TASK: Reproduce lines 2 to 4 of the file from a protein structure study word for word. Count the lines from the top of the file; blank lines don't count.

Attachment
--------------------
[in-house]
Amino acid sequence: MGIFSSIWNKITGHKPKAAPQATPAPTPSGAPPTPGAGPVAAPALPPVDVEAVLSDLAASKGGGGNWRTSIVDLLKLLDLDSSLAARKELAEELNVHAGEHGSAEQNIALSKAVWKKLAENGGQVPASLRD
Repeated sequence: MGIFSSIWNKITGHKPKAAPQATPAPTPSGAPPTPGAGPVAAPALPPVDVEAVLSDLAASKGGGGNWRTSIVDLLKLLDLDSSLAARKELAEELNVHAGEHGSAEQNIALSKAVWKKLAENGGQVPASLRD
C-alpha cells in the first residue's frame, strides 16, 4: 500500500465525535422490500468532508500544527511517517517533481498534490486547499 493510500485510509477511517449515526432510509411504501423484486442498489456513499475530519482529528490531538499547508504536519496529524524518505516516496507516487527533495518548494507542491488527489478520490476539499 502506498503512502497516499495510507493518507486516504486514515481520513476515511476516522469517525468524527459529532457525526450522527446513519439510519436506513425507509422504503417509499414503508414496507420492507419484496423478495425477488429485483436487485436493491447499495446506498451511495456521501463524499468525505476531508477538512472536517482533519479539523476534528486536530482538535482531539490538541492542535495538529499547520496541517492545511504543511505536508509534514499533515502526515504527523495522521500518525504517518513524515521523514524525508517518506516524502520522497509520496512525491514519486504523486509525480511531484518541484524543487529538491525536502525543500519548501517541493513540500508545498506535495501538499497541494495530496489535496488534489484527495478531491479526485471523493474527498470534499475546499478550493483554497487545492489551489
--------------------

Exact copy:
Amino acid sequence: MGIFSSIWNKITGHKPKAAPQATPAPTPSGAPPTPGAGPVAAPALPPVDVEAVLSDLAASKGGGGNWRTSIVDLLKLLDLDSSLAARKELAEELNVHAGEHGSAEQNIALSKAVWKKLAENGGQVPASLRD
Repeated sequence: MGIFSSIWNKITGHKPKAAPQATPAPTPSGAPPTPGAGPVAAPALPPVDVEAVLSDLAASKGGGGNWRTSIVDLLKLLDLDSSLAARKELAEELNVHAGEHGSAEQNIALSKAVWKKLAENGGQVPASLRD
C-alpha cells in the first residue's frame, strides 16, 4: 500500500465525535422490500468532508500544527511517517517533481498534490486547499 493510500485510509477511517449515526432510509411504501423484486442498489456513499475530519482529528490531538499547508504536519496529524524518505516516496507516487527533495518548494507542491488527489478520490476539499 502506498503512502497516499495510507493518507486516504486514515481520513476515511476516522469517525468524527459529532457525526450522527446513519439510519436506513425507509422504503417509499414503508414496507420492507419484496423478495425477488429485483436487485436493491447499495446506498451511495456521501463524499468525505476531508477538512472536517482533519479539523476534528486536530482538535482531539490538541492542535495538529499547520496541517492545511504543511505536508509534514499533515502526515504527523495522521500518525504517518513524515521523514524525508517518506516524502520522497509520496512525491514519486504523486509525480511531484518541484524543487529538491525536502525543500519548501517541493513540500508545498506535495501538499497541494495530496489535496488534489484527495478531491479526485471523493474527498470534499475546499478550493483554497487545492489551489